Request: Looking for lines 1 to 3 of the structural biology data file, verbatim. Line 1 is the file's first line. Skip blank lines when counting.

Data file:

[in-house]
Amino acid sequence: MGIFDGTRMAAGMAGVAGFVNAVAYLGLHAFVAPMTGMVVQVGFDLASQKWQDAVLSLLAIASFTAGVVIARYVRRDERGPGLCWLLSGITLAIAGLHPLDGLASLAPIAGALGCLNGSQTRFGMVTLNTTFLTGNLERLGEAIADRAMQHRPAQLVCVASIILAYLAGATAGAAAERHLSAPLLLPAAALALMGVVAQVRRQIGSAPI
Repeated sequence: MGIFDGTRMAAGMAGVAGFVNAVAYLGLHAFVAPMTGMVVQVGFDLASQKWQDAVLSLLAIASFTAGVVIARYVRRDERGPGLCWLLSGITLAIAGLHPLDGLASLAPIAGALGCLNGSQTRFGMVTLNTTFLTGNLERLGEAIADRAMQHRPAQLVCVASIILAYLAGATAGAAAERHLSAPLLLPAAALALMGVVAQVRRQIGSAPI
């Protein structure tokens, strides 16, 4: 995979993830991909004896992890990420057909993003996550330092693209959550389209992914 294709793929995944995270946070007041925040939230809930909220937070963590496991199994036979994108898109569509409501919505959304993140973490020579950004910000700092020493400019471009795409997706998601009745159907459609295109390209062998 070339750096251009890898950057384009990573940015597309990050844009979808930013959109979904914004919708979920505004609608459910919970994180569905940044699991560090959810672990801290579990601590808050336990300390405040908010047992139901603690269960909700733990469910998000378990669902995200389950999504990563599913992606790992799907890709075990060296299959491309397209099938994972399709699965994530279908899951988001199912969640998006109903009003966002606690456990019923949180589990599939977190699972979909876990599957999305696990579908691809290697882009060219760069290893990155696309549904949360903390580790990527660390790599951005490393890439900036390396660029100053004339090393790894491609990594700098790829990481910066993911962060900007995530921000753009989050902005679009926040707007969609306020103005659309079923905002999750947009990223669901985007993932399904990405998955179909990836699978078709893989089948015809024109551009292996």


[in-house]
Amino acid sequence: MGIFDGTRMAAGMAGVAGFVNAVAYLGLHAFVAPMTGMVVQVGFDLASQKWQDAVLSLLAIASFTAGVVIARYVRRDERGPGLCWLLSGITLAIAGLHPLDGLASLAPIAGALGCLNGSQTRFGMVTLNTTFLTGNLERLGEAIADRAMQHRPAQLVCVASIILAYLAGATAGAAAERHLSAPLLLPAAALALMGVVAQVRRQIGSAPI
Repeated sequence: MGIFDGTRMAAGMAGVAGFVNAVAYLGLHAFVAPMTGMVVQVGFDLASQKWQDAVLSLLAIASFTAGVVIARYVRRDERGPGLCWLLSGITLAIAGLHPLDGLASLAPIAGALGCLNGSQTRFGMVTLNTTFLTGNLERLGEAIADRAMQHRPAQLVCVASIILAYLAGATAGAAAERHLSAPLLLPAAALALMGVVAQVRRQIGSAPI